Capitol accessibility upgrades expected next year

Local News

Those without disabilities might not think much about the difficulties with doors in the Capitol — like how hard they can be to open.

“If they’re pushing this, it has to be less than five pounds,” Facility Management Director John Boyle said.

Or if they’re wide enough to meet the Americans with Disabilities Act standard of 36 inches.

“But each one of these doors is 30 inches,” Boyle said, pointing to doors that are too narrow.

Or if the knob has a lever for those who might not be able to grip the handle.

“You can see this lever is brand new, and we just replaced that,” Boyle said, showing a newly installed doorknob with a lever.

Royce Schultze, who’s been coming to the Capitol for decades to advocate for those with disabilities, knows these issues first hand.

“They’re too narrow that you can’t get a chair through, or if you can you’re hitting the sides, making a bunch of noise,” Schultze, who’s the executive director of Dakota Center for Independent Living, said.

But it’s not just the doors.

Signs don’t have braille, rooms lack hearing devices and there aren’t family bathrooms so those with an opposite sex helper have access.

Boyle has been working to fix some of these issues, thanks to newly approved funding for upgrades.

“There are some deficiencies that we definitely need to address,” Boyle said.

Lawmakers this past session approved $750,000 to make changes.

“It’s very important to the individuals that need these accessibility issues addressed. For the person that has no disability, it’s no issue at all, but for those individuals, it can be very difficult,” Boyle said.

The law has an emergency clause, meaning it could take effect as soon as it was signed into law, but the progress has been slower than Schultze expected.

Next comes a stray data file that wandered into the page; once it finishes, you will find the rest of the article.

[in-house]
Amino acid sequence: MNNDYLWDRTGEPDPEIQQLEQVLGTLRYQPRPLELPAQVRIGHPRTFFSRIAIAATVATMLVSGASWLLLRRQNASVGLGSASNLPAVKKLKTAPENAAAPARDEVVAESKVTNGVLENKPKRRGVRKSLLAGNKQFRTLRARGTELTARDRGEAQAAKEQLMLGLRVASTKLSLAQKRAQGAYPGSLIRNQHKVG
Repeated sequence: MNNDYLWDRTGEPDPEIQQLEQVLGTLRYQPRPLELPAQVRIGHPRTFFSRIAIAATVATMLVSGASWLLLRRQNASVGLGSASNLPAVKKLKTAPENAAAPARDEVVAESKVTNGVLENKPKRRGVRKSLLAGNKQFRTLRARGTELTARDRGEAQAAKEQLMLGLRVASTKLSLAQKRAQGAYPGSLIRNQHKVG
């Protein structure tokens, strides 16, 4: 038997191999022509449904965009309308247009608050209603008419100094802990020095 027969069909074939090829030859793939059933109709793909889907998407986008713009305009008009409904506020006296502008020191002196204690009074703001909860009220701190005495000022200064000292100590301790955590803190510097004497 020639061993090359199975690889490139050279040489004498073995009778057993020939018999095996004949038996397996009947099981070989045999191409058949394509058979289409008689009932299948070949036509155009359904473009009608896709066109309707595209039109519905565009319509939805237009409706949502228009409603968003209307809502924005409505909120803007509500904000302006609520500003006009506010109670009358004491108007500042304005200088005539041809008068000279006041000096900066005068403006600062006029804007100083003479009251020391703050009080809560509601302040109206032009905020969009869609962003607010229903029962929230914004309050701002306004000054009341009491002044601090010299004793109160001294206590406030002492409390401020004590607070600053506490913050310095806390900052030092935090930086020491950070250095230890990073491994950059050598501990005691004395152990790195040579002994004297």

“I was under the impression with the emergency clause they could get going on this right away, so yeah it’s a little frustrating that nothing’s been done since then,” Schultze said.

Boyle says there are many steps in the process, from getting an architect familiar with the ADA to point out the changes needed to having lawmakers approve the changes to getting a bid for a construction company.

Plus, with lumber and supply shortages, changes won’t happen until early next year.

Regardless of the delay, Schultze says it’ll be an improvement.

“It’s going to be really nice to actually get into doors without waiting for somebody to open it up for you. It’s going to give us the independence to come and go as we want instead of waiting for someone else,” Schultze said.

A panel of lawmakers will meet on Sept. 30 to vote on the changes.

Schultze also pointed out that these changes won’t just benefit those with disabilities, but make it easier for anyone in the Capitol to get around.

The project has to be completed before the next legislative session in 2023.

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